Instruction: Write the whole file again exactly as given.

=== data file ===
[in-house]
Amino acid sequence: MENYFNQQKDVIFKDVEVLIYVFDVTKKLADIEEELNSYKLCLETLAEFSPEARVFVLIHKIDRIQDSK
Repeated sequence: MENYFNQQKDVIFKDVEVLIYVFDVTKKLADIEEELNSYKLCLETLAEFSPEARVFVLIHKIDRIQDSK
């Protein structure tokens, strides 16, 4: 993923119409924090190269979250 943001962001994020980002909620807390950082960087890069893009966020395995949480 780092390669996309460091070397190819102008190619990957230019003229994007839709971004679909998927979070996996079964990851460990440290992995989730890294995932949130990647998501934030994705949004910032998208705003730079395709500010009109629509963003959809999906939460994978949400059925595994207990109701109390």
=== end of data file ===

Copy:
[in-house]
Amino acid sequence: MENYFNQQKDVIFKDVEVLIYVFDVTKKLADIEEELNSYKLCLETLAEFSPEARVFVLIHKIDRIQDSK
Repeated sequence: MENYFNQQKDVIFKDVEVLIYVFDVTKKLADIEEELNSYKLCLETLAEFSPEARVFVLIHKIDRIQDSK
């Protein structure tokens, strides 16, 4: 993923119409924090190269979250 943001962001994020980002909620807390950082960087890069893009966020395995949480 780092390669996309460091070397190819102008190619990957230019003229994007839709971004679909998927979070996996079964990851460990440290992995989730890294995932949130990647998501934030994705949004910032998208705003730079395709500010009109629509963003959809999906939460994978949400059925595994207990109701109390």